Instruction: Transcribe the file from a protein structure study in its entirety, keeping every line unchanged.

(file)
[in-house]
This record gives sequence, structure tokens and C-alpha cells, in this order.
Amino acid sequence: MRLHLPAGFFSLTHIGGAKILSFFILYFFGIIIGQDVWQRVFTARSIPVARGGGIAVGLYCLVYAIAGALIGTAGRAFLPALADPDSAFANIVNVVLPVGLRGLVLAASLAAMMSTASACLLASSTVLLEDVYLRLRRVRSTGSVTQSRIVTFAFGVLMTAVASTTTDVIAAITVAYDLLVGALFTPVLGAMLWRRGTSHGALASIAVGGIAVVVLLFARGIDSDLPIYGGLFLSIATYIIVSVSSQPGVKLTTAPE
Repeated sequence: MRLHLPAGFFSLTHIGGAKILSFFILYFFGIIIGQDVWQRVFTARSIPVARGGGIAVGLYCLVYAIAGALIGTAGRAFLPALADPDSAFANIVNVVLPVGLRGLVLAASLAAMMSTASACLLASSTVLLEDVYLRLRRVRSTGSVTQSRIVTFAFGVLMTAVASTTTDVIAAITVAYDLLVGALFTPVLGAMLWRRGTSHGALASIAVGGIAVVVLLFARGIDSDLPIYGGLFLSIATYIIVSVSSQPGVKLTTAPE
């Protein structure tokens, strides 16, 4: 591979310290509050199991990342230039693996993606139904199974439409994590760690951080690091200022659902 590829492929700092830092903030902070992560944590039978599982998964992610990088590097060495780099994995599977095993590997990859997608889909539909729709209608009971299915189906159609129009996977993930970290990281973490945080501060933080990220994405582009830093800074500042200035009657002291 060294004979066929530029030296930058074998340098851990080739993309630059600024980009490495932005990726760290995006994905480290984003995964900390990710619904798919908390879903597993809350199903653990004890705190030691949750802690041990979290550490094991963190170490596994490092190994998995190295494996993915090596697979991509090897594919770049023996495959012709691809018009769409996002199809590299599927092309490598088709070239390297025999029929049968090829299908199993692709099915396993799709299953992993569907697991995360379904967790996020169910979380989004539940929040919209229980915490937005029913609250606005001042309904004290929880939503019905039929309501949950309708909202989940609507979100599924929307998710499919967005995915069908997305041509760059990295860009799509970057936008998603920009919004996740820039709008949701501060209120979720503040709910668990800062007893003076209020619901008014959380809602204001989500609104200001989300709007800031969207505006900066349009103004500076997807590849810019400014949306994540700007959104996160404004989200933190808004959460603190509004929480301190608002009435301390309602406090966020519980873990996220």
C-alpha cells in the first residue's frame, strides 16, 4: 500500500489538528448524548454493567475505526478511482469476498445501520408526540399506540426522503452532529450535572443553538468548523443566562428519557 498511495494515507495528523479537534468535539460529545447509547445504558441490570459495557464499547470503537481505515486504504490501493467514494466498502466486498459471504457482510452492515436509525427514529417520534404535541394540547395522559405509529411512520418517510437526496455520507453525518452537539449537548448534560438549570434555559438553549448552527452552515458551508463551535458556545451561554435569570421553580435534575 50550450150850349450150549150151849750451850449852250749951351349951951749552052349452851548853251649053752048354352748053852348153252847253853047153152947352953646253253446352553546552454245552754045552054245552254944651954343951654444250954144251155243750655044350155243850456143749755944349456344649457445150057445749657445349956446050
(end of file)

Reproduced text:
[in-house]
This record gives sequence, structure tokens and C-alpha cells, in this order.
Amino acid sequence: MRLHLPAGFFSLTHIGGAKILSFFILYFFGIIIGQDVWQRVFTARSIPVARGGGIAVGLYCLVYAIAGALIGTAGRAFLPALADPDSAFANIVNVVLPVGLRGLVLAASLAAMMSTASACLLASSTVLLEDVYLRLRRVRSTGSVTQSRIVTFAFGVLMTAVASTTTDVIAAITVAYDLLVGALFTPVLGAMLWRRGTSHGALASIAVGGIAVVVLLFARGIDSDLPIYGGLFLSIATYIIVSVSSQPGVKLTTAPE
Repeated sequence: MRLHLPAGFFSLTHIGGAKILSFFILYFFGIIIGQDVWQRVFTARSIPVARGGGIAVGLYCLVYAIAGALIGTAGRAFLPALADPDSAFANIVNVVLPVGLRGLVLAASLAAMMSTASACLLASSTVLLEDVYLRLRRVRSTGSVTQSRIVTFAFGVLMTAVASTTTDVIAAITVAYDLLVGALFTPVLGAMLWRRGTSHGALASIAVGGIAVVVLLFARGIDSDLPIYGGLFLSIATYIIVSVSSQPGVKLTTAPE
């Protein structure tokens, strides 16, 4: 591979310290509050199991990342230039693996993606139904199974439409994590760690951080690091200022659902 590829492929700092830092903030902070992560944590039978599982998964992610990088590097060495780099994995599977095993590997990859997608889909539909729709209608009971299915189906159609129009996977993930970290990281973490945080501060933080990220994405582009830093800074500042200035009657002291 060294004979066929530029030296930058074998340098851990080739993309630059600024980009490495932005990726760290995006994905480290984003995964900390990710619904798919908390879903597993809350199903653990004890705190030691949750802690041990979290550490094991963190170490596994490092190994998995190295494996993915090596697979991509090897594919770049023996495959012709691809018009769409996002199809590299599927092309490598088709070239390297025999029929049968090829299908199993692709099915396993799709299953992993569907697991995360379904967790996020169910979380989004539940929040919209229980915490937005029913609250606005001042309904004290929880939503019905039929309501949950309708909202989940609507979100599924929307998710499919967005995915069908997305041509760059990295860009799509970057936008998603920009919004996740820039709008949701501060209120979720503040709910668990800062007893003076209020619901008014959380809602204001989500609104200001989300709007800031969207505006900066349009103004500076997807590849810019400014949306994540700007959104996160404004989200933190808004959460603190509004929480301190608002009435301390309602406090966020519980873990996220």
C-alpha cells in the first residue's frame, strides 16, 4: 500500500489538528448524548454493567475505526478511482469476498445501520408526540399506540426522503452532529450535572443553538468548523443566562428519557 498511495494515507495528523479537534468535539460529545447509547445504558441490570459495557464499547470503537481505515486504504490501493467514494466498502466486498459471504457482510452492515436509525427514529417520534404535541394540547395522559405509529411512520418517510437526496455520507453525518452537539449537548448534560438549570434555559438553549448552527452552515458551508463551535458556545451561554435569570421553580435534575 50550450150850349450150549150151849750451850449852250749951351349951951749552052349452851548853251649053752048354352748053852348153252847253853047153152947352953646253253446352553546552454245552754045552054245552254944651954343951654444250954144251155243750655044350155243850456143749755944349456344649457445150057445749657445349956446050